Having operated in what I thought was every possible channel of marketing for sometime, you would think I've seen everything there is to do with marketing.

My journey started many years ago in the traditional High Street retail sector where I worked for (what was then) the biggest 'Sport's Retail Company in Europe. We were huge innovators in the sports retail space with unknown brands that are now household names (Nike, Reebok) wanting access to the European consumer, we also had the biggest retail sports store in Europe which was based on London's prime retail shopping destination 'Oxford Street'. 

We were the creators and innovators of a window and in-store 'retail theatre' experience which was delivered by deploying in-store video as an integral part of the brand experience, all content duly paid for by the brands. We also invented 3 high merchandising, primarily due to the increased pressure on the cost for Sq ft and the need to get as much of our product range out as possible, something many other companies adopted, and still utilise to this day.

My career then moved into the mail order space, which logically led me into the ECommerce space in varying parts of the world, all this in the pioneering days of the world wide web, and what we like to think is now a well developed place for marketeers to be. 

All very interesting Stephen (Yaaaaaaaaaaaaawwwwn) but whats the point you're trying to make?

Well, throughout all this time us marketeer's have had to adapt, learn and be the 'go to' person in the board room for all things digital. 

The role of the CMO is forever in a state of flux, to adapt we must be open to the forces that are shaping the digital world we and our customers operate in today.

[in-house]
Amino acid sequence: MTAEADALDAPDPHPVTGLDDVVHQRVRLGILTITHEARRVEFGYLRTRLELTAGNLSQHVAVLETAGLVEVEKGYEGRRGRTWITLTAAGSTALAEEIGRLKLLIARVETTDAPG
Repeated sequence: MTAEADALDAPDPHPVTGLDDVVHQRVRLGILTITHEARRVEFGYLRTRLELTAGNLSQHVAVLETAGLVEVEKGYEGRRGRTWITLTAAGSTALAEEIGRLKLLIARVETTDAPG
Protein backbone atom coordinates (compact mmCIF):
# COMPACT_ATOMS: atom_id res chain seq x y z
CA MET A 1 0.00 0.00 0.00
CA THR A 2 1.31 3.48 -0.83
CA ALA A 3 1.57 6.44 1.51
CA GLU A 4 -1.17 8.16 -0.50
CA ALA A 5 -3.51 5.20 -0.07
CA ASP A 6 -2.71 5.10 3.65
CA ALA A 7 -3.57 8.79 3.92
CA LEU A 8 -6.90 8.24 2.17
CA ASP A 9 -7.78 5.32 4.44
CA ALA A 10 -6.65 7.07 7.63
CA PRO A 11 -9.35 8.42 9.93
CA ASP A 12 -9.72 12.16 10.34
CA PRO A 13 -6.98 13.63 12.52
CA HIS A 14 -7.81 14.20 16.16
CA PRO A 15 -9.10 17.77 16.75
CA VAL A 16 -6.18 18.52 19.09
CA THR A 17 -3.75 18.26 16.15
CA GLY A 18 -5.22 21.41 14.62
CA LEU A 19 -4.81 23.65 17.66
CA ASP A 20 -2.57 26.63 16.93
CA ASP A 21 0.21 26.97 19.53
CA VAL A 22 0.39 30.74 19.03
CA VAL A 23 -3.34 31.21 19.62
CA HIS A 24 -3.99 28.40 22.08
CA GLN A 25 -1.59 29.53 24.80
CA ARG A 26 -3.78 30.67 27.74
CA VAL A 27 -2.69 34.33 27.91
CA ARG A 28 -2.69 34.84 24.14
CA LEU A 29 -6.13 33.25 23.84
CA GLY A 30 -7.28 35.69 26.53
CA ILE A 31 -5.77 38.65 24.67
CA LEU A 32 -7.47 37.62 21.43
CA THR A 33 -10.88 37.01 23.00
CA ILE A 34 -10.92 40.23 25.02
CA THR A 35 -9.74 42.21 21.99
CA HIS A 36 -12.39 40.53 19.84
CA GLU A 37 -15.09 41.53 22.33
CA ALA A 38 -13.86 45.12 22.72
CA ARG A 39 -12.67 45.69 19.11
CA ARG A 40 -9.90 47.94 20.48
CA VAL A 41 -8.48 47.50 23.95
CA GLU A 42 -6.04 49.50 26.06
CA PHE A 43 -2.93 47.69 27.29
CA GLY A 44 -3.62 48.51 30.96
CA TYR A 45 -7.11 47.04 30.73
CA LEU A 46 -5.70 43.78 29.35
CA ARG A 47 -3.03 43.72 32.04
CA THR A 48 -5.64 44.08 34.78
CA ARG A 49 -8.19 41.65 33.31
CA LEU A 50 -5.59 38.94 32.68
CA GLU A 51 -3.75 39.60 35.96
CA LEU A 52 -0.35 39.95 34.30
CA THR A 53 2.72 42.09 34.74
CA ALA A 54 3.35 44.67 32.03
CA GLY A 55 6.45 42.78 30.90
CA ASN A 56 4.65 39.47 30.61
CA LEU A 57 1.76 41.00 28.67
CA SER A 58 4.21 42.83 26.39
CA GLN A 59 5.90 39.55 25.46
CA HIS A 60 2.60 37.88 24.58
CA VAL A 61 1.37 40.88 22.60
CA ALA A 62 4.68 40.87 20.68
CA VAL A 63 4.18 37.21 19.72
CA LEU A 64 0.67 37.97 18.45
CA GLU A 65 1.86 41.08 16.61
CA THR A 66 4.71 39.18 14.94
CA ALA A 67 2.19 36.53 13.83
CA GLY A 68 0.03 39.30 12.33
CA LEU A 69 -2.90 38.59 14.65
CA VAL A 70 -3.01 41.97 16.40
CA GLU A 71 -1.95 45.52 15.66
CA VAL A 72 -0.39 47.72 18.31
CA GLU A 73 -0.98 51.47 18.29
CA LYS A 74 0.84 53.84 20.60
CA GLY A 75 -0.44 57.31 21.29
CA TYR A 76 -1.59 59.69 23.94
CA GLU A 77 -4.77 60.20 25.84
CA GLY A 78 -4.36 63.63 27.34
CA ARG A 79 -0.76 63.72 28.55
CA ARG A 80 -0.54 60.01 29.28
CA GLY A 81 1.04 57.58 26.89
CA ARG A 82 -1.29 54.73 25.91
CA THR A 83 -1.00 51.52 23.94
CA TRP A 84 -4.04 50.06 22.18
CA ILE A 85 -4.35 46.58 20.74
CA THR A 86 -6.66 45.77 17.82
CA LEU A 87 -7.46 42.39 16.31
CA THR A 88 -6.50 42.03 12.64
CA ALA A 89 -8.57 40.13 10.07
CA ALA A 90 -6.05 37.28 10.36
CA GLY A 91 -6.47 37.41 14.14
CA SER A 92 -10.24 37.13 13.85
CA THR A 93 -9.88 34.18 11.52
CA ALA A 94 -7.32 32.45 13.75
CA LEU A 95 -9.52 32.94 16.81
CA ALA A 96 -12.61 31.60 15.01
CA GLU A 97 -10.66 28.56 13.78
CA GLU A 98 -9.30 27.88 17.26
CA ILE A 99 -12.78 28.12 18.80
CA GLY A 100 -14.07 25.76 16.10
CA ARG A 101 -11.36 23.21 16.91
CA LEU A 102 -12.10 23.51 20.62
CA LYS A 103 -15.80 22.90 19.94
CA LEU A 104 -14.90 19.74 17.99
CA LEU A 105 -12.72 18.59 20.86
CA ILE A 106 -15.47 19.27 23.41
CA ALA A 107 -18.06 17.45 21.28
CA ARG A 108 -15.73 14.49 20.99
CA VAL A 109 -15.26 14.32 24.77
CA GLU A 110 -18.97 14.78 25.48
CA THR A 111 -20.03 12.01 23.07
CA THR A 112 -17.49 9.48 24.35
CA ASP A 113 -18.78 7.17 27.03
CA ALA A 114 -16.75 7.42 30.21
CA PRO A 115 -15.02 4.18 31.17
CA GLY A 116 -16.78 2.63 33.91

The changing metrics required to support omni-channel organisations has meant that the traditional Marketing Director role is now outdated, some might say redundant.The need to become deeply embedded in the entire business enterprise operating more as a ‘Chief Change Maker’ has created the requirement for a number of unique skills to sit alongside all business touch points.

With the plethora of platforms, tools and measurements at our disposal how on earth do we choose which works for us, and when it comes to putting our budgets together how do we answer the question from finance who always ask "whats the revenue forecast for this" before it's signed off. A question that always amuses me because its easy to put numbers behind things we've already done and got the data points to review the ROI. 

Just to hammer this point home (maybe you can share it with your board colleagues), I've provided a link (below) to a great piece we have found that looks at 100 different data points from numerous marketing, and social media platforms, talk about plate spinning!

So when it comes to 'Social Media' how do we explain the ROI on something that most businesses still don't really understand. 

Sure you can show that we spent x on these adverts and got y back, we can show what we think is our share of voice in comparison to our competitors, but in reality its just a huge guessing game because from what we can evidence, most companies haven't a clue what a solid 'Social Media' strategy really is.

Here at DLA Ignite we provide a pretty accurate sales forecast that can support your social media strategy.

At DLA Ignite we specialise in helping companies and the internal 'Change Makers' deliver on both many of these points, and I'm pretty sure we can help you as well. 

We have a tried and tested methodology, we hold you and your colleagues hand throughout, ensuring we not only 'teach' you what to do, we also make sure its firmly embedded into your firms DNA.

We don't do retainers, we are not an agency that creates and produces copy/content or sells ads for you.

We are active 'practitioners' of what we do, we already know and can evidence the ROI of a robust and internally aligned 'Social' strategy.

Part of that evidence it that you are reading this blog, just like many others - including your competitor!

We also don't do outbound pushy, salesy marketing, so if you would like to explore more, please contact the author of this blog.